Business as an activity, a concept and social actor has been remarkably underexplored. Little appears to have been written on the general role and sociology of business in society. Not only does this leave business actors with little guidance in coping with rapidly changing social and political contexts.
In a democratising and democratic situation, business will have to play a public role through broadly representative organisation which make the case for certain policies in terms of broader societal concerns, and through open debate in the political marketplace.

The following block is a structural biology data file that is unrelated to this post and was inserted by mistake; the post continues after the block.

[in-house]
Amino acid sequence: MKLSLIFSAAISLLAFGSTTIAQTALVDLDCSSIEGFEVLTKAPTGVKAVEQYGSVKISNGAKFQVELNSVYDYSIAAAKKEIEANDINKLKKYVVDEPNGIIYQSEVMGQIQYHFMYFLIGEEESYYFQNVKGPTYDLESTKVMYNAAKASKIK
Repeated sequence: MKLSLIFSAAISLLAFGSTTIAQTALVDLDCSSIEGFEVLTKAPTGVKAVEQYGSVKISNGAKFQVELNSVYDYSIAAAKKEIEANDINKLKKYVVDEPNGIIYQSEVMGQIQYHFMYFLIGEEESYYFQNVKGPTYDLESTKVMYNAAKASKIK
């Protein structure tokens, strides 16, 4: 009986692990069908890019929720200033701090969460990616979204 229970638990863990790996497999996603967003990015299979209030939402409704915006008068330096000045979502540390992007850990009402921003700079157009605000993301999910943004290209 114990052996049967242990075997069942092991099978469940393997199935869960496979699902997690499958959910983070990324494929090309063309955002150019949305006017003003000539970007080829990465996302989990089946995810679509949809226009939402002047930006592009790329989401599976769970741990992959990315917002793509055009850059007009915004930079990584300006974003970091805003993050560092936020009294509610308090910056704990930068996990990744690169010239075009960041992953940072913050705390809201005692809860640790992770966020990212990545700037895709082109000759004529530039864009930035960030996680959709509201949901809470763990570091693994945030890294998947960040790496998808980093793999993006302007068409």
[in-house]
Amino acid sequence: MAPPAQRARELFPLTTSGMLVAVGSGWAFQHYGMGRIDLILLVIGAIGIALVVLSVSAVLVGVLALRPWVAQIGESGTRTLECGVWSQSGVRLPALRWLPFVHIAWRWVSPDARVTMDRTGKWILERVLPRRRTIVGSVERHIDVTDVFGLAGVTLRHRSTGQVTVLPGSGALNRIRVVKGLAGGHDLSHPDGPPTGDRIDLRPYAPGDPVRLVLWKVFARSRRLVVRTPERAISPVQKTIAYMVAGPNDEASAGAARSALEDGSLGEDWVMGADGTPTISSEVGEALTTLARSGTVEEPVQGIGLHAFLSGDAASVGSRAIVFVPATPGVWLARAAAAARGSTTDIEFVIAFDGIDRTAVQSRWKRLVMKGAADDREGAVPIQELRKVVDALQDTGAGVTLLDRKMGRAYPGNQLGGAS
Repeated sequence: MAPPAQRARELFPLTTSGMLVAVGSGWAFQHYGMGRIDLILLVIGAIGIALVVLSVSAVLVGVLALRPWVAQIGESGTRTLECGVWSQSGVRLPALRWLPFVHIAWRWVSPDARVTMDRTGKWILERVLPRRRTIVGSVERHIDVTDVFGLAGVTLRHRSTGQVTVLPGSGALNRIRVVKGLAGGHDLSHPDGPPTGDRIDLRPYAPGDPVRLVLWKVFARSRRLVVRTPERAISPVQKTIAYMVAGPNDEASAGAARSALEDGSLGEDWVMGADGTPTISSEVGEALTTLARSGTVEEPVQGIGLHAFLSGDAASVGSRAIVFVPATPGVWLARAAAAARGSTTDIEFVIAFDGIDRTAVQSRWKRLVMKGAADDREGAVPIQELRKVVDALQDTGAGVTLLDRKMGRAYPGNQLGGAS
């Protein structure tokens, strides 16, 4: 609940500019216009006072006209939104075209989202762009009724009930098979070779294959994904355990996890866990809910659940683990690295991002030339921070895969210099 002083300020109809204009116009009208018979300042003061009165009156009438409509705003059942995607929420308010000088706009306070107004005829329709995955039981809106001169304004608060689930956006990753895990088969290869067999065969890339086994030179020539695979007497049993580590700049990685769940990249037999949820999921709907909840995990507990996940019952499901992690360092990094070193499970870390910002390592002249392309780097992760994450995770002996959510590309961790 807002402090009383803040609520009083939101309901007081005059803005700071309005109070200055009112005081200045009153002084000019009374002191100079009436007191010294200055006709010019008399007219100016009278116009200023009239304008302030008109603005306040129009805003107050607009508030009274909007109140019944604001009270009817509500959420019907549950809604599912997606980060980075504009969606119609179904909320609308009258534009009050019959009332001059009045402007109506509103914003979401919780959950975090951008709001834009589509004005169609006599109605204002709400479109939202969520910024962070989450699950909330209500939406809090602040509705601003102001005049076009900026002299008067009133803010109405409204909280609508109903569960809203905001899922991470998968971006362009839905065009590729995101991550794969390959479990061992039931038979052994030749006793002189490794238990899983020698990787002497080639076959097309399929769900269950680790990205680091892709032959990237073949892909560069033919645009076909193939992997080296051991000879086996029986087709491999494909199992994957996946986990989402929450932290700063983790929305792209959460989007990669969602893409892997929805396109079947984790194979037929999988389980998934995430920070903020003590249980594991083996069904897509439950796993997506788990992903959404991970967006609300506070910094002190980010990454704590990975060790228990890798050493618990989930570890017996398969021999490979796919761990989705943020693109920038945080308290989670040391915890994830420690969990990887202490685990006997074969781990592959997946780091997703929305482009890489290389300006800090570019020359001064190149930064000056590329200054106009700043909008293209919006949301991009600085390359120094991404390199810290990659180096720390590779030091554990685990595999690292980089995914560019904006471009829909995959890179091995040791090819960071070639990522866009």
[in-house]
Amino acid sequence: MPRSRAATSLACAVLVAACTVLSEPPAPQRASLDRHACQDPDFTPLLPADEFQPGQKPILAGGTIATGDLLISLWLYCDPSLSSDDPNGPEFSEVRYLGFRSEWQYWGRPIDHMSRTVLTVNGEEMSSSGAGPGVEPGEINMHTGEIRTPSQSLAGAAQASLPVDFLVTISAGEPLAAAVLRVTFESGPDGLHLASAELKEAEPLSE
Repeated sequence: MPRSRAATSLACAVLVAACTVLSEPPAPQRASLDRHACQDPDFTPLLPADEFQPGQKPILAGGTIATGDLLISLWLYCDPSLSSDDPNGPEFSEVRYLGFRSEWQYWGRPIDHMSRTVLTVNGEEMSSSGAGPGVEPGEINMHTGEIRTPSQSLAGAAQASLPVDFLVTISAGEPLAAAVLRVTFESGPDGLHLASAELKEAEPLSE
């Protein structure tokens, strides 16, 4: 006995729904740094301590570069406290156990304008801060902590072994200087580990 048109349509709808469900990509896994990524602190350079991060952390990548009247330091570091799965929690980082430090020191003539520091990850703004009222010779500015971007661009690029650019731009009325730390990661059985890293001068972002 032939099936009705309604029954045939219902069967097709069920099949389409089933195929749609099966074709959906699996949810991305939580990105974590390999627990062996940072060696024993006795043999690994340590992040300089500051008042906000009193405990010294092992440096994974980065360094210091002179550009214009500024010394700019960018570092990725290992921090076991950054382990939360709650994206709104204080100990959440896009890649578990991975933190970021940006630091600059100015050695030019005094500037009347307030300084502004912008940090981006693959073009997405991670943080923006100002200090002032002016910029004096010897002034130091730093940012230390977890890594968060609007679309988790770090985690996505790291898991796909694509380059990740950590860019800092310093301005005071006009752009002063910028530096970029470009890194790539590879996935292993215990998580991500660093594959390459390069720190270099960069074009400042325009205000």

Business needs a sophisticated and up-to-date understanding of the economic, political and social dynamics of the society in which it operates. It cannot always rely on other institutions to provide the information and policies that it needs.
On the national level, business should favour a realistic linkage between economic (i.e. growth) and social (i.e. development) policies. In both realms, such policies should be anti-statist and anti-populist.